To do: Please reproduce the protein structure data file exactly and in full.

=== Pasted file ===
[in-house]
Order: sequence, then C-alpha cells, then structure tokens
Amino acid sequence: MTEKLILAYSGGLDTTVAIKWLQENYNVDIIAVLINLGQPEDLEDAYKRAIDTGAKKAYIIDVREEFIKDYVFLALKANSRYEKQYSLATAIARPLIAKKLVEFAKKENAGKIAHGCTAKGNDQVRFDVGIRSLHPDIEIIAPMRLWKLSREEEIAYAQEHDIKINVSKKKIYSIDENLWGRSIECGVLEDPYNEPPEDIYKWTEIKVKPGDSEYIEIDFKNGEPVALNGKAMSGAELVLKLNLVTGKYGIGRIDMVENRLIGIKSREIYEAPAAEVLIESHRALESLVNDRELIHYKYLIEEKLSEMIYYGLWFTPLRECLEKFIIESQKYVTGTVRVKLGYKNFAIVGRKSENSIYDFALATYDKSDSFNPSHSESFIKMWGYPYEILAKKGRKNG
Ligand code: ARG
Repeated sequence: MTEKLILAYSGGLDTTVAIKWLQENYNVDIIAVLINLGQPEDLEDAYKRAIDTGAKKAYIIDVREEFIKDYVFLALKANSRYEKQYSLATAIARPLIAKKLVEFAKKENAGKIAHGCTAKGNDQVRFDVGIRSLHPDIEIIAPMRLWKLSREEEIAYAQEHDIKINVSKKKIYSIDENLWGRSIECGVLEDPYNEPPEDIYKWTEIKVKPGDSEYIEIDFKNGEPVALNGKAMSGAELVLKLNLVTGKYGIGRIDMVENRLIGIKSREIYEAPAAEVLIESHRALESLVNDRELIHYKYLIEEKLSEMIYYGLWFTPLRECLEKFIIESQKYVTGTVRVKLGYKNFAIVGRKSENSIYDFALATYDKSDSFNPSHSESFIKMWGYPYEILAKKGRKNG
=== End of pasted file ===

[in-house]
Order: sequence, then C-alpha cells, then structure tokens
Amino acid sequence: MTEKLILAYSGGLDTTVAIKWLQENYNVDIIAVLINLGQPEDLEDAYKRAIDTGAKKAYIIDVREEFIKDYVFLALKANSRYEKQYSLATAIARPLIAKKLVEFAKKENAGKIAHGCTAKGNDQVRFDVGIRSLHPDIEIIAPMRLWKLSREEEIAYAQEHDIKINVSKKKIYSIDENLWGRSIECGVLEDPYNEPPEDIYKWTEIKVKPGDSEYIEIDFKNGEPVALNGKAMSGAELVLKLNLVTGKYGIGRIDMVENRLIGIKSREIYEAPAAEVLIESHRALESLVNDRELIHYKYLIEEKLSEMIYYGLWFTPLRECLEKFIIESQKYVTGTVRVKLGYKNFAIVGRKSENSIYDFALATYDKSDSFNPSHSESFIKMWGYPYEILAKKGRKNG
Ligand code: ARG
Repeated sequence: MTEKLILAYSGGLDTTVAIKWLQENYNVDIIAVLINLGQPEDLEDAYKRAIDTGAKKAYIIDVREEFIKDYVFLALKANSRYEKQYSLATAIARPLIAKKLVEFAKKENAGKIAHGCTAKGNDQVRFDVGIRSLHPDIEIIAPMRLWKLSREEEIAYAQEHDIKINVSKKKIYSIDENLWGRSIECGVLEDPYNEPPEDIYKWTEIKVKPGDSEYIEIDFKNGEPVALNGKAMSGAELVLKLNLVTGKYGIGRIDMVENRLIGIKSREIYEAPAAEVLIESHRALESLVNDRELIHYKYLIEEKLSEMIYYGLWFTPLRECLEKFIIESQKYVTGTVRVKLGYKNFAIVGRKSENSIYDFALATYDKSDSFNPSHSESFIKMWGYPYEILAKKGRKNG